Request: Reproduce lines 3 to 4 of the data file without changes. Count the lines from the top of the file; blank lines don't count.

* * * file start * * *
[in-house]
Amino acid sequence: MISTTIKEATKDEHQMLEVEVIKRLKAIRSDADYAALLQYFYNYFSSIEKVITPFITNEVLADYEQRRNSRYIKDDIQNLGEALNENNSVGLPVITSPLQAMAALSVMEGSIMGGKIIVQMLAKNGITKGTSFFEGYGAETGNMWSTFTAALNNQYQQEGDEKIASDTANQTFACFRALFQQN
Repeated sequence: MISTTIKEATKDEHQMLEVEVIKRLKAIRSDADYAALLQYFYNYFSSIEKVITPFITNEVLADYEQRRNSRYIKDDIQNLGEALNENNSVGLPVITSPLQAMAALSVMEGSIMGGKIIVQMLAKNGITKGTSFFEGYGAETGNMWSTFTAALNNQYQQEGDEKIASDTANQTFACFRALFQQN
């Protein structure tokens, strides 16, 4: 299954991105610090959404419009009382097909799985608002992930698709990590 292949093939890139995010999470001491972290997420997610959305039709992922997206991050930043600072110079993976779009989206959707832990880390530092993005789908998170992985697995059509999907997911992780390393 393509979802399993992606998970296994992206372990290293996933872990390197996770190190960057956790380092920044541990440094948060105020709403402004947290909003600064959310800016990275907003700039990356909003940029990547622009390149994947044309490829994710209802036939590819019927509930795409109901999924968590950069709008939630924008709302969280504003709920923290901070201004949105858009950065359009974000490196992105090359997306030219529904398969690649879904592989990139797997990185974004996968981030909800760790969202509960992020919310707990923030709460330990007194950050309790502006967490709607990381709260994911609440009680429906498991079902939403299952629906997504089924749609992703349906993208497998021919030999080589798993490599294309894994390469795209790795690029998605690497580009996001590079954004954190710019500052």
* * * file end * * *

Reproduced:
Repeated sequence: MISTTIKEATKDEHQMLEVEVIKRLKAIRSDADYAALLQYFYNYFSSIEKVITPFITNEVLADYEQRRNSRYIKDDIQNLGEALNENNSVGLPVITSPLQAMAALSVMEGSIMGGKIIVQMLAKNGITKGTSFFEGYGAETGNMWSTFTAALNNQYQQEGDEKIASDTANQTFACFRALFQQN
């Protein structure tokens, strides 16, 4: 299954991105610090959404419009009382097909799985608002992930698709990590 292949093939890139995010999470001491972290997420997610959305039709992922997206991050930043600072110079993976779009989206959707832990880390530092993005789908998170992985697995059509999907997911992780390393 393509979802399993992606998970296994992206372990290293996933872990390197996770190190960057956790380092920044541990440094948060105020709403402004947290909003600064959310800016990275907003700039990356909003940029990547622009390149994947044309490829994710209802036939590819019927509930795409109901999924968590950069709008939630924008709302969280504003709920923290901070201004949105858009950065359009974000490196992105090359997306030219529904398969690649879904592989990139797997990185974004996968981030909800760790969202509960992020919310707990923030709460330990007194950050309790502006967490709607990381709260994911609440009680429906498991079902939403299952629906997504089924749609992703349906993208497998021919030999080589798993490599294309894994390469795209790795690029998605690497580009996001590079954004954190710019500052």